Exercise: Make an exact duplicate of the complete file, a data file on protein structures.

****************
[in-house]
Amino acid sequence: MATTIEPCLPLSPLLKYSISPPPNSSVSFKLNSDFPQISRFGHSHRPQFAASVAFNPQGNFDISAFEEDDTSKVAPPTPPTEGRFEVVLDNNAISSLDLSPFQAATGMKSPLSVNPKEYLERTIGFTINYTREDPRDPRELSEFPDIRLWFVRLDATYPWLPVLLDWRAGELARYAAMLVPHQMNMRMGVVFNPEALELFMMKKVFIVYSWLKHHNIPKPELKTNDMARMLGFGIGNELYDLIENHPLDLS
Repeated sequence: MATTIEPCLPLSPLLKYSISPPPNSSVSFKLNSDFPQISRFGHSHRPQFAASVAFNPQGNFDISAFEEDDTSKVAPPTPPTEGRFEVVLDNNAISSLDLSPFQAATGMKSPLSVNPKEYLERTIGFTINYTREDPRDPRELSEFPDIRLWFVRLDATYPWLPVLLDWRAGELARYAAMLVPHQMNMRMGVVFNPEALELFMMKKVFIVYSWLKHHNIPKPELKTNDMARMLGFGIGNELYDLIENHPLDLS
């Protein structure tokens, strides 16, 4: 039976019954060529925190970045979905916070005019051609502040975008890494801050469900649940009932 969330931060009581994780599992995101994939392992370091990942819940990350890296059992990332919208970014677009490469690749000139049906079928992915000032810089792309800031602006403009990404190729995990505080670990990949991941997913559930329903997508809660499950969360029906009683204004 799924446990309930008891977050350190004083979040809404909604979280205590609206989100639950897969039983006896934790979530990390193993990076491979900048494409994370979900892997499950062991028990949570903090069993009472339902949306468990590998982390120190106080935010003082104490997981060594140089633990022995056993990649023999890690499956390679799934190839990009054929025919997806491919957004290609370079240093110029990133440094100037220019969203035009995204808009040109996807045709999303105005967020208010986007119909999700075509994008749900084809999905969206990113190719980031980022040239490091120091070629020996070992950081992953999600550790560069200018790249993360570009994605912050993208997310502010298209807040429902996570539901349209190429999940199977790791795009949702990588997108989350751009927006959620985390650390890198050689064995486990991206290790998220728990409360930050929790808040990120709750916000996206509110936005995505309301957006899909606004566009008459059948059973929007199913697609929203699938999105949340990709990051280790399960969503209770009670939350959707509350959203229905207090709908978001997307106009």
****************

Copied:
[in-house]
Amino acid sequence: MATTIEPCLPLSPLLKYSISPPPNSSVSFKLNSDFPQISRFGHSHRPQFAASVAFNPQGNFDISAFEEDDTSKVAPPTPPTEGRFEVVLDNNAISSLDLSPFQAATGMKSPLSVNPKEYLERTIGFTINYTREDPRDPRELSEFPDIRLWFVRLDATYPWLPVLLDWRAGELARYAAMLVPHQMNMRMGVVFNPEALELFMMKKVFIVYSWLKHHNIPKPELKTNDMARMLGFGIGNELYDLIENHPLDLS
Repeated sequence: MATTIEPCLPLSPLLKYSISPPPNSSVSFKLNSDFPQISRFGHSHRPQFAASVAFNPQGNFDISAFEEDDTSKVAPPTPPTEGRFEVVLDNNAISSLDLSPFQAATGMKSPLSVNPKEYLERTIGFTINYTREDPRDPRELSEFPDIRLWFVRLDATYPWLPVLLDWRAGELARYAAMLVPHQMNMRMGVVFNPEALELFMMKKVFIVYSWLKHHNIPKPELKTNDMARMLGFGIGNELYDLIENHPLDLS
């Protein structure tokens, strides 16, 4: 039976019954060529925190970045979905916070005019051609502040975008890494801050469900649940009932 969330931060009581994780599992995101994939392992370091990942819940990350890296059992990332919208970014677009490469690749000139049906079928992915000032810089792309800031602006403009990404190729995990505080670990990949991941997913559930329903997508809660499950969360029906009683204004 799924446990309930008891977050350190004083979040809404909604979280205590609206989100639950897969039983006896934790979530990390193993990076491979900048494409994370979900892997499950062991028990949570903090069993009472339902949306468990590998982390120190106080935010003082104490997981060594140089633990022995056993990649023999890690499956390679799934190839990009054929025919997806491919957004290609370079240093110029990133440094100037220019969203035009995204808009040109996807045709999303105005967020208010986007119909999700075509994008749900084809999905969206990113190719980031980022040239490091120091070629020996070992950081992953999600550790560069200018790249993360570009994605912050993208997310502010298209807040429902996570539901349209190429999940199977790791795009949702990588997108989350751009927006959620985390650390890198050689064995486990991206290790998220728990409360930050929790808040990120709750916000996206509110936005995505309301957006899909606004566009008459059948059973929007199913697609929203699938999105949340990709990051280790399960969503209770009670939350959707509350959203229905207090709908978001997307106009």